[Imanol]: Silvia turned her room into an extension of the cloister. Even though she wasn’t in the convent, she was still a Carmelite, so she wore that apron they had given her and went out only to mass, once a day. She barely spoke and barely ate.

Marcelo remembers how fragile her sister seemed.

[Marcelo]: We gave them a sun and they gave us back a specter on the verge of death, and that specter had an adult body but a decimated mentality…

[Imanol]: Silvia saw her siblings and nephews again, but she still had a pending meeting. She hadn’t seen her father for almost five years, and in the letters of the first years she had been severe with him. Neither of them knew how to make the first move. He sent her messages through her brothers.

[Silvia]: At first, he didn’t know whether I was going to want to see him, because he thought I didn’t want to see him. Although I had spent years, years, asking the Mother Superior to let me see him.

[Imanol]: Silvia was also afraid. She didn’t know what he thought of her.

[Silvia]: For years, I cried every night because they wouldn’t let me see him, and what made me cry the most was assuming that he thought I didn’t want to see him.

[Imanol]: Finally, they met in the only place Silvia could think of: the town church. They sat in the almost empty chapel, and she suggested that they pray together.

[Silvia]: And my father cried; he got emotional from time to time. And so did I.

[Imanol]: Silvia went to see the psychologist the prioress had chosen for her, the same one who had once visited her in the convent. And she felt the same mistrust of the previous time, so after the first session she decided that she wasn’t going back.

Away from the prioress, she was beginning to realize that she might be able to make her own decisions. At home, with her brothers, on the way to the parish, she began to see that the world was not the threatening place she had been told it was when she was inside the convent.

[Silvia]: They had scared me so much with that story that the bride of Christ who leaves Christ is going to be unhappy all her life. And it seemed that outside the walls everything was cursed. The world was perverted. Everything was sin, evil, violence.

[Imanol]: But that world was not frightening; on the contrary, what terrified her was the prospect of returning to the convent. Even though she felt that it was her obligation to return. She still felt the burden of breaking the promise she had made to God.

[Silvia]: There was such a sense of duty and a sense that a bride of Christ could not leave, that I felt like I was going to sacrifice even my own life to fulfill the promise I had made to be there.

[Imanol]: However, each day that she was away, that weight became a little lighter, as if it were slowly dissolving. Her family took care of her and accompanied her, they were concerned if she didn’t eat, they didn’t challenge her if she didn’t know how to do something. And they taught her about all the new things in the world. So the idea of returning to the cloister faded away. They all insisted that she stay with them a while longer. And Silvia managed, several times, to get the new archbishop, Juan Alberto Puiggari, to give her authorization to delay her return.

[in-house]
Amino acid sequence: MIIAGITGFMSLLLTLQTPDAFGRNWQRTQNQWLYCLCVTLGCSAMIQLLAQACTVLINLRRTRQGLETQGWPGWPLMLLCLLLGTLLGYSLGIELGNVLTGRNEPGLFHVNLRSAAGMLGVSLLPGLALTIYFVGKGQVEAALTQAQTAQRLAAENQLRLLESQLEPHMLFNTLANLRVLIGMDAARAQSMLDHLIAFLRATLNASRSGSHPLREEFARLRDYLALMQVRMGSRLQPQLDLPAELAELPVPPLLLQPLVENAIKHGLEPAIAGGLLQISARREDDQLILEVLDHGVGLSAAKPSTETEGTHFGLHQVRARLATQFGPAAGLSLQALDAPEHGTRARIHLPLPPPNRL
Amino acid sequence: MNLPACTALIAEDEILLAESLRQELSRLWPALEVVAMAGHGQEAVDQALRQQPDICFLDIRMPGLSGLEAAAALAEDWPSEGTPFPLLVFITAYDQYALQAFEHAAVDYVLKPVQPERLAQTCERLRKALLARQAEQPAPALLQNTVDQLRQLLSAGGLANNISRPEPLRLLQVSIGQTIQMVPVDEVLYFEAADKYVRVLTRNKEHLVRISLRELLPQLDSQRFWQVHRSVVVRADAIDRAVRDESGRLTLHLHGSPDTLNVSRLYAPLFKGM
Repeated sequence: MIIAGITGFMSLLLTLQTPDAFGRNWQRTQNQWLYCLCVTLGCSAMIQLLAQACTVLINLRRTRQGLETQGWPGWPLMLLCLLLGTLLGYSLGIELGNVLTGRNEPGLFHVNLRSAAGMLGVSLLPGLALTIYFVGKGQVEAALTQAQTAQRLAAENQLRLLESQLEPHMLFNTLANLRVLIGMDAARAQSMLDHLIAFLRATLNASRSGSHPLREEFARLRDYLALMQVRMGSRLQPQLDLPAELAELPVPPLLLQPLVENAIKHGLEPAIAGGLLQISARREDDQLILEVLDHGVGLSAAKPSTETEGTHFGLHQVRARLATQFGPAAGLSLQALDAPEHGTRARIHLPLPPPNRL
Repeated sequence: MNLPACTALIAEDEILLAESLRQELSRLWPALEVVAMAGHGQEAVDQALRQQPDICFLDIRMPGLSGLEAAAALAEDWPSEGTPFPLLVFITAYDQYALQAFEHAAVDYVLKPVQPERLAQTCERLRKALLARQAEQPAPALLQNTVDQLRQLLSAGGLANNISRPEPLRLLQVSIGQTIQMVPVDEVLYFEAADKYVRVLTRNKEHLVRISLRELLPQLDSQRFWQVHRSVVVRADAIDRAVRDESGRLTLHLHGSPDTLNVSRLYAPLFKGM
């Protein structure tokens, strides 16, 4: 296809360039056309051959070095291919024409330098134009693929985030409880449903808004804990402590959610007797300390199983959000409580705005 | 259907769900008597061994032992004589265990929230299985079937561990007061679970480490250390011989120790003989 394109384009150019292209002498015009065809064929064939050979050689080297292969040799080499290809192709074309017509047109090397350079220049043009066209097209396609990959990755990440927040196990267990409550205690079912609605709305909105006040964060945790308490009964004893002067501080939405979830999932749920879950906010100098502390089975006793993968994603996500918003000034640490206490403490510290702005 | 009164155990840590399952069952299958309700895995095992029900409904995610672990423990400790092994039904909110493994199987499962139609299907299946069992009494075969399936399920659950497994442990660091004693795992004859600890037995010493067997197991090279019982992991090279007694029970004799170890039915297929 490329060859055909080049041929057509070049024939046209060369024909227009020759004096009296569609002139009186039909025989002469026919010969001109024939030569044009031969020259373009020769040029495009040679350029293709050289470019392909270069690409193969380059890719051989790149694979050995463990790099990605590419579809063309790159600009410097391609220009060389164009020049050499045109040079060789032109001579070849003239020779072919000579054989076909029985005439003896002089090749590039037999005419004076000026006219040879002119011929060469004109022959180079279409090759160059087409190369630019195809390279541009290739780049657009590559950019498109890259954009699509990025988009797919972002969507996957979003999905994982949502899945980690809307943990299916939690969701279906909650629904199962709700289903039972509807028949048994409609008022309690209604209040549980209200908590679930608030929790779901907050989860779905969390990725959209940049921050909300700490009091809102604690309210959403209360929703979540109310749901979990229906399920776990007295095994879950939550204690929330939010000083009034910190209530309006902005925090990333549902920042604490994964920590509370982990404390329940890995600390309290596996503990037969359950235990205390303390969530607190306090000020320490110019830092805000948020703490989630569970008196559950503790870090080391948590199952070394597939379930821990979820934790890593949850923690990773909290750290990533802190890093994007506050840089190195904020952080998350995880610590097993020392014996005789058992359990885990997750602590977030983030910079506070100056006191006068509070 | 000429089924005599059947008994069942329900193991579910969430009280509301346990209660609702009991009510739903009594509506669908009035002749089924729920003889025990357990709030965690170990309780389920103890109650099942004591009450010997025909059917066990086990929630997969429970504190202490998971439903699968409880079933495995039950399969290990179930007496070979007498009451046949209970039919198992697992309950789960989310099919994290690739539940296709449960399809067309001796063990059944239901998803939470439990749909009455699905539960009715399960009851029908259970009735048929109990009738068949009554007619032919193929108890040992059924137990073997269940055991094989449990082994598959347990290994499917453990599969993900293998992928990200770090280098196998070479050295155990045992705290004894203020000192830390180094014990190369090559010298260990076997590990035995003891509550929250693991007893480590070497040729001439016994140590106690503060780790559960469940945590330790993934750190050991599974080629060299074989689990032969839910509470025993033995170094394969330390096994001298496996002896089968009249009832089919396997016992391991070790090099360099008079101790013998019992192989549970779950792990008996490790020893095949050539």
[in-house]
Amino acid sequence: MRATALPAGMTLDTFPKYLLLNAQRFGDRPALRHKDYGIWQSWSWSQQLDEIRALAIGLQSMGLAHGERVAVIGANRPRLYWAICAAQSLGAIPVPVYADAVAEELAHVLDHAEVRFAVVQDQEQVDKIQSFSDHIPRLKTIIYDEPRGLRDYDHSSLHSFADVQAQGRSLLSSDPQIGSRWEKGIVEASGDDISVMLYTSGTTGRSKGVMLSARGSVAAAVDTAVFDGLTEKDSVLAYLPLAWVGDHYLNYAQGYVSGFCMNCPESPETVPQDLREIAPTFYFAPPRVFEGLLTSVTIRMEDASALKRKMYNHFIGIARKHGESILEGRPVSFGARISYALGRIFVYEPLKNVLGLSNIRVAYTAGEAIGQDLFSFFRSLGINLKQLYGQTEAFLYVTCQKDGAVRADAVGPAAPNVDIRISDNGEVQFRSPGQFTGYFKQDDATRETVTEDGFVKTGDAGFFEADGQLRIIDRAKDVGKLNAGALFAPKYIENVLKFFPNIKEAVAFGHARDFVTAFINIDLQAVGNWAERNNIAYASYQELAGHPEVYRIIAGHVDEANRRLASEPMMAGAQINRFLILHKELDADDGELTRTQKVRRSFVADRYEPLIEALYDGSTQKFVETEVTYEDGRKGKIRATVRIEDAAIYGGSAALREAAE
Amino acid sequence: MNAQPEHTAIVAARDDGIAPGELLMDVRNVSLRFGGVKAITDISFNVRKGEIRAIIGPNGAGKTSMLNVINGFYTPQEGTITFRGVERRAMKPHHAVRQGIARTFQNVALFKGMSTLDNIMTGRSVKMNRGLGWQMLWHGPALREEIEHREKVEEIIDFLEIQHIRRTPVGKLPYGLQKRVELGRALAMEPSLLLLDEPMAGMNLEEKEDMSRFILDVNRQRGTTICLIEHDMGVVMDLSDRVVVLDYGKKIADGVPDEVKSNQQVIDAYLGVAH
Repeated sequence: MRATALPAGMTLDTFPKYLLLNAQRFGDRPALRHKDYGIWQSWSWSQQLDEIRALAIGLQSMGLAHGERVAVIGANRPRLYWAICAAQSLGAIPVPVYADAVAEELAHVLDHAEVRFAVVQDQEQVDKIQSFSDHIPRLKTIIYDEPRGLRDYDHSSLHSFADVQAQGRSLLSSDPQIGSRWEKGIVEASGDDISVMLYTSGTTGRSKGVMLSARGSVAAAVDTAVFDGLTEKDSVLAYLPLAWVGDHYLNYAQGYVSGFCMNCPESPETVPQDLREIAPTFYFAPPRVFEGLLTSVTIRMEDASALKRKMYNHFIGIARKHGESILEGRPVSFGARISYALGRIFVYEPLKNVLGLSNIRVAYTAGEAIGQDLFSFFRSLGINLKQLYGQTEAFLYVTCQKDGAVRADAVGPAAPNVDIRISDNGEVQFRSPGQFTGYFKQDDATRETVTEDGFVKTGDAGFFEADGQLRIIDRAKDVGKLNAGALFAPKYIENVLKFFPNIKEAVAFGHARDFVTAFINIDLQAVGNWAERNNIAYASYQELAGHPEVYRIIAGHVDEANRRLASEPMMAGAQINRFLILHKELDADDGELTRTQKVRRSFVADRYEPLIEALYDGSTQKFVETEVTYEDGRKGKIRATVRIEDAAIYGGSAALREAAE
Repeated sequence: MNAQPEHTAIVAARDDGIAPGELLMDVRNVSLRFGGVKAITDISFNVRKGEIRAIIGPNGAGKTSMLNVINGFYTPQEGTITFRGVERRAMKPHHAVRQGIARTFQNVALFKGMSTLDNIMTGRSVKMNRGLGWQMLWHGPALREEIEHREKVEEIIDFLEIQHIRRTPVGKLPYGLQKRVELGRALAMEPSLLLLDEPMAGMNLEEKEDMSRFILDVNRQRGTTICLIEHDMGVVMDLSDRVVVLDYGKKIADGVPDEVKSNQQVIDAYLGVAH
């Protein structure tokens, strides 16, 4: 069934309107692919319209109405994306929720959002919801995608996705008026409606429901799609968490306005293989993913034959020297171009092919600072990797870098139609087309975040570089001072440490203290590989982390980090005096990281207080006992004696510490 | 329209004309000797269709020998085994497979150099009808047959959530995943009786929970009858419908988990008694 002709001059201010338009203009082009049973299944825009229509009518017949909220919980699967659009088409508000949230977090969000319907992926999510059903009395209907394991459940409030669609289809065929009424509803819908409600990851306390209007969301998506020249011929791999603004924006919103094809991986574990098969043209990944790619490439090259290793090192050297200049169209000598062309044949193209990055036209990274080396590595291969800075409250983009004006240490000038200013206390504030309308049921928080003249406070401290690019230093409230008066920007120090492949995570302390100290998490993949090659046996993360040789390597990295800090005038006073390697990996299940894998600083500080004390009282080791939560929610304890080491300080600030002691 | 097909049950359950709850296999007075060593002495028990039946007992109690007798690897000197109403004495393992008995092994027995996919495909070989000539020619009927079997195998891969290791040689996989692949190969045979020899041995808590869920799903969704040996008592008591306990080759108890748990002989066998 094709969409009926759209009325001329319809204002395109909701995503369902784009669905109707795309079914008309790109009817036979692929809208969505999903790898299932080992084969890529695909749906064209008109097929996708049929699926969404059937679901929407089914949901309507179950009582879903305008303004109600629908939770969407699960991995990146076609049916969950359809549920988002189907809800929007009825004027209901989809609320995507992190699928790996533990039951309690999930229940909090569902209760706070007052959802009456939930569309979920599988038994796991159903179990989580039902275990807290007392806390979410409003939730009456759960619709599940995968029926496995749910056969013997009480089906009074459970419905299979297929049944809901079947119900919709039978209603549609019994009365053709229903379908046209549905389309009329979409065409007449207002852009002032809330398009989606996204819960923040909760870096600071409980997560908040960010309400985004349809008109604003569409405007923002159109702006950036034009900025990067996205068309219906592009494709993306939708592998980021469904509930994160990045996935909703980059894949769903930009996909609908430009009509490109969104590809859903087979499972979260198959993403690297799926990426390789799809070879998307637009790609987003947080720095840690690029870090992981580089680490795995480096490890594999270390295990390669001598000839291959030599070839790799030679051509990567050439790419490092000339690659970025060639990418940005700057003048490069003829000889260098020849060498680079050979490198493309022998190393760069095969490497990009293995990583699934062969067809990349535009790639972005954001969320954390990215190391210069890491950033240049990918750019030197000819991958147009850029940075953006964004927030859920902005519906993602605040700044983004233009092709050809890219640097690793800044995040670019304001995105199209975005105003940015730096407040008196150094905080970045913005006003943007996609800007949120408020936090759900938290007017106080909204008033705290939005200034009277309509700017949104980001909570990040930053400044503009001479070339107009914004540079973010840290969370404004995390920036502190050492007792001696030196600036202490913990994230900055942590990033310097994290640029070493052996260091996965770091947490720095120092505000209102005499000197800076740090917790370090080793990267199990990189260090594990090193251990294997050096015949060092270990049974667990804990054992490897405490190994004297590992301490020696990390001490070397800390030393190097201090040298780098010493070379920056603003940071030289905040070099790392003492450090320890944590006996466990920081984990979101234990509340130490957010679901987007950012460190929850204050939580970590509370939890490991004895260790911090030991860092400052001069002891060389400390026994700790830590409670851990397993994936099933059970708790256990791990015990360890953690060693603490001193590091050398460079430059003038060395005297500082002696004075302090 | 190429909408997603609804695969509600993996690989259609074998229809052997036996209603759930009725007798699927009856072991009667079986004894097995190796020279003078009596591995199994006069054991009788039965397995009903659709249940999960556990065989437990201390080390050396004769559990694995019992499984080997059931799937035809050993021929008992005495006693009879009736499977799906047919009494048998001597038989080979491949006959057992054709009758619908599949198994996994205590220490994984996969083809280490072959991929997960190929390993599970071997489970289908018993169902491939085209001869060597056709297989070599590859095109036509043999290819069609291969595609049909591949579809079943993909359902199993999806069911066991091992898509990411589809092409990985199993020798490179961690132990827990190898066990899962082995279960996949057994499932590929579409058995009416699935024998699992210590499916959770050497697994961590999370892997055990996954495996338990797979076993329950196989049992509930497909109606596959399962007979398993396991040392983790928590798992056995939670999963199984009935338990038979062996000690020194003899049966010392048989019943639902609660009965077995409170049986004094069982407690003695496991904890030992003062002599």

[Silvia]: But when the Mother Superior realized that I didn’t go back, she got very angry and started calling my mother with threats. She called the bishop with threats. In other words, it was a situation where she lost track of her prey without realizing it and once I had left, then she realized that I hadn’t gone back.

[Imanol]: And she didn’t go back. Ten months after leaving the convent, she stopped wearing the apron and began the paperwork to stop being a Carmelite.

[Silvia]: And so it was… I was free. I was supposed to go back in a few days, theoretically, but… I didn’t go back. They took great care of me here, so I didn’t want to go back…

[Imanol]: In her conversations with Archbishop Puiggari, Silvia also spoke to him about what her years in the convent had been like. 

[Silvia]: I told him a lot of things. Hoping he’d do something about it. And he listened to me without making a gesture, without saying a word. 

[Imanol]: She visited him twice, and she left both meetings without any answers. Her brother Francisco also met with him, but it seemed to him that Puiggari feared, above all, that they would speak to the press.

Silvia needed someone from the Church to listen to her, and so she approached a priest who was a friend of the family, who very quickly became her confidant. They got together to chat and, little by little, Silvia began to tell him everything she had lived through, things that she still did not dare tell her own family. He suggested that she write down every detail of those years; it could help her unburden herself and organize her thoughts. 

[Imanol]: Silvia wrote ten pages on her brother Francisco’s computer. She wanted to print them but she didn’t know how, nor did she clearly know what for. So when she finished writing, she saved the file in an email account that had been created for her. One day, Francisco found the mail open and felt the impulse to read what Silvia had left there.

[Francisco]: I shouldn’t have done it; under normal circumstances I probably wouldn’t… that’s not something you do. But I looked at that story and read it.